Nearly 80 red-headed cranes, which are listed as an endangered species in the world’s Red Book, have been sighted in the Tram Chim National Park in the Mekong Delta province of Dong Thap. The number of this rare bird flocking to the park is expected to increase in the coming period due to the area’s abundant food sources and well preserved environment, said Huynh The Phien, director of the national park, on March 1. However, he said, prolonged drought has put more than 3,000 ha of forests in the park at high risk from fires, possibly threatening the habitat of the bird. With thousands of hectares of cajeputs and swaps, the park is home to some 120 species of fresh-water fish, 40 amphibian-reptiles and 200 bird species, including 16 rare species. (VNA)
Equipped with an MP3 player downloaded with some catchy love songs, a N.C. Wildlife Resources Commission biologist takes to the pine forests of the Sandhills game lands. It isn’t an afternoon getaway. The biologist is working and the MP3 player is playing mating songs of the Bachman’s sparrow, Aimophila aestivalis, identified as a species of special concern in North Carolina. This secretive songbird is difficult to see, but males of the species will sing all day from low branches. Biologists are using MP3 players to elicit a response from breeding males, providing a more accurate count of breeding individuals and a better opportunity to understand their habitat needs. Bachman’s sparrows face threats from predation and habitat loss, but benefit from forest management.
The cactus ferruginous pygmy-owl, Glaucidium brasilianum cactorum (pictured), population in northern Sonora, Mexico, has declined for the seventh year in a row, according to a new study produced by University of Arizona researcher Aaron Flesch. The report’s findings run counter to assertions that pygmy owls are abundant across the border, which was the primary basis for the April 2006 decision to strip the owl of protection under the Endangered Species Act. Conservation groups are currently challenging this decision in court. “The pygmy owl’s declining status in Mexico, combined with very small numbers in Arizona, shows clearly that the species should have remained an endangered species under the Endangered Species Act,” said Noah Greenwald, conservation biologist with the Center for Biological Diversity. The study found that pygmy owls in northern Sonora have declined 4.4 percent per year, or 26 percent overall since the year 2000.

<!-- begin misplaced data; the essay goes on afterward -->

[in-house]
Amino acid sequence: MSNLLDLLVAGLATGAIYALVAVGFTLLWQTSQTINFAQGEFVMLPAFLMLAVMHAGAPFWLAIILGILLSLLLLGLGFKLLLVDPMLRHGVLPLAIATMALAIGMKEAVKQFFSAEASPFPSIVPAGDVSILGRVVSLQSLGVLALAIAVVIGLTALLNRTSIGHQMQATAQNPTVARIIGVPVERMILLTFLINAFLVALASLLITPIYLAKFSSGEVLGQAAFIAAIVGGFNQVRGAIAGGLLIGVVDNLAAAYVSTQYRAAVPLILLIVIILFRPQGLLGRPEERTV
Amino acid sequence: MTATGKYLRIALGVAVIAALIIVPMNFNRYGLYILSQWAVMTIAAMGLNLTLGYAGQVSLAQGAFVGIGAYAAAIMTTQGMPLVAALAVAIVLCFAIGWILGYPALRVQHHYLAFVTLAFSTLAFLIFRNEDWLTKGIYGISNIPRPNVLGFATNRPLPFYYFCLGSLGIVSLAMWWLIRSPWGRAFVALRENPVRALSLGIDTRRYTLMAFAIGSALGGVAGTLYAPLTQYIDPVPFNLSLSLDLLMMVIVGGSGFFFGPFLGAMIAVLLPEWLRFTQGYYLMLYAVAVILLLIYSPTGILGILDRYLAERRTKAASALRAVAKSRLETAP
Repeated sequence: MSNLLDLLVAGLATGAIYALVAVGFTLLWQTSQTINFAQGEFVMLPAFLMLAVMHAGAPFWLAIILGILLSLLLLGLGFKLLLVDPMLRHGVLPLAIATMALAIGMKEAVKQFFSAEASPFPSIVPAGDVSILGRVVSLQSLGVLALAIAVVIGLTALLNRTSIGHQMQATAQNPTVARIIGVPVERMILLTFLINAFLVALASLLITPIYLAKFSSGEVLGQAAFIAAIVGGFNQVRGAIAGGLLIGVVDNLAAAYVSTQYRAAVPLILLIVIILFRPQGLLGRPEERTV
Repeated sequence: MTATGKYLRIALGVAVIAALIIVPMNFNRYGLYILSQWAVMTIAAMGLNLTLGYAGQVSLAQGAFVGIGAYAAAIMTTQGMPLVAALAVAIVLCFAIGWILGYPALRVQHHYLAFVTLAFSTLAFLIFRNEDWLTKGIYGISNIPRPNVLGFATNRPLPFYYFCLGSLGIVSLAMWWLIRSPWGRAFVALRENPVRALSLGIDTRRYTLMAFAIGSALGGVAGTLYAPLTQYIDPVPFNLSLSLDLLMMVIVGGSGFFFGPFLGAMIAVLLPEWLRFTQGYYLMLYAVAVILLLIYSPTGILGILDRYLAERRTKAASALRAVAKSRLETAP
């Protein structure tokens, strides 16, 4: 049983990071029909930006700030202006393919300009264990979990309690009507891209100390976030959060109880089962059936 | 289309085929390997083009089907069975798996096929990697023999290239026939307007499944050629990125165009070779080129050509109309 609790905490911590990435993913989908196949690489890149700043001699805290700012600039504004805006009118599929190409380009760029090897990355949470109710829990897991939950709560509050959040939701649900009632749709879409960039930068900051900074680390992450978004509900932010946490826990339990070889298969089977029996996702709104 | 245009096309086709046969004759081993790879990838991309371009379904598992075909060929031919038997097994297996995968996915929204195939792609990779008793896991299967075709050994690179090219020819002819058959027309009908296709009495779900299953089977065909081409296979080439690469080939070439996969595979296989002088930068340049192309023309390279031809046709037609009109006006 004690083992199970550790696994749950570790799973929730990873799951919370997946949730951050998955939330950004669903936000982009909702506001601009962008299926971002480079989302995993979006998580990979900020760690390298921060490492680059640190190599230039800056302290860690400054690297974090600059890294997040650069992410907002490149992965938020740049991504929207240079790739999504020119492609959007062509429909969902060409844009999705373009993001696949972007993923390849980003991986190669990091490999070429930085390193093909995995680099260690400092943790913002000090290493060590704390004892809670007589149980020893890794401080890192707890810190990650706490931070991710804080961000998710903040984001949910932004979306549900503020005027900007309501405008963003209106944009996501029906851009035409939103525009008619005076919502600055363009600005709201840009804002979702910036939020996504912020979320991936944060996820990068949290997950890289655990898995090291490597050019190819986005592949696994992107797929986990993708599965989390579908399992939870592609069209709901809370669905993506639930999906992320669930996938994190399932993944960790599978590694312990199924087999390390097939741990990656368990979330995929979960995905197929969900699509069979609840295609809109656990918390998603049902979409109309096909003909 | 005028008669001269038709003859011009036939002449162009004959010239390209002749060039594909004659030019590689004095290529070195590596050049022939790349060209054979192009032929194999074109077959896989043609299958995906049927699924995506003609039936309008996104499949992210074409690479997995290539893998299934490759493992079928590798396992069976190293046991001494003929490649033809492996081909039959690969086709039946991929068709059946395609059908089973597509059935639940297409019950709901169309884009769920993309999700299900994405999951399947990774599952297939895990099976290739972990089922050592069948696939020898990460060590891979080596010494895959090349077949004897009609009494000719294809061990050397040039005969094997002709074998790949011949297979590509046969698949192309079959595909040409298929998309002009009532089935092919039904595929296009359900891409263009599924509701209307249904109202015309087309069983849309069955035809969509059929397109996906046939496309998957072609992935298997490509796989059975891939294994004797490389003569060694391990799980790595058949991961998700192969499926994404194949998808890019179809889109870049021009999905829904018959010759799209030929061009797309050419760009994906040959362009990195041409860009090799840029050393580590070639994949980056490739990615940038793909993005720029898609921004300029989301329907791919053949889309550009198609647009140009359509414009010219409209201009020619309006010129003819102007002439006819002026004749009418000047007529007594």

Scientists and public health officials, wary that the H5N1 avian influenza virus could trigger an influenza pandemic, have looked to past pandemics, including the 1918 “Spanish Flu,” for insight into pandemic planning. However, in a Journal of Infectious Diseases review article now posted online, David M. Morens, M.D., and Anthony S. Fauci, M.D., of the National Institute of Allergy and Infectious Diseases (NIAID), part of the National Institutes of Health, conclude that studies of the 1918 influenza pandemic, which killed some 50 to 100 million people around the globe, have so far raised more questions than they answer.
A comparison of the 1918 Spanish influenza and the H5N1 avian influenza viruses suggests that while the two viruses appear to trigger a similar abnormal immune response in animal models, there are distinct differences. Researchers from the University of Washington School of Medicine in Seattle report their findings recently at the ASM Biodefense and Emerging Disease Research Meeting. “The influenza pandemic of 1918-19 was responsible for at least 40 million deaths worldwide. Recent experiments in mouse and nonhuman primates have suggested a central role of the host immune response in 1918 and H5N1 disease severity,” says John Kash, a lead researcher on the study.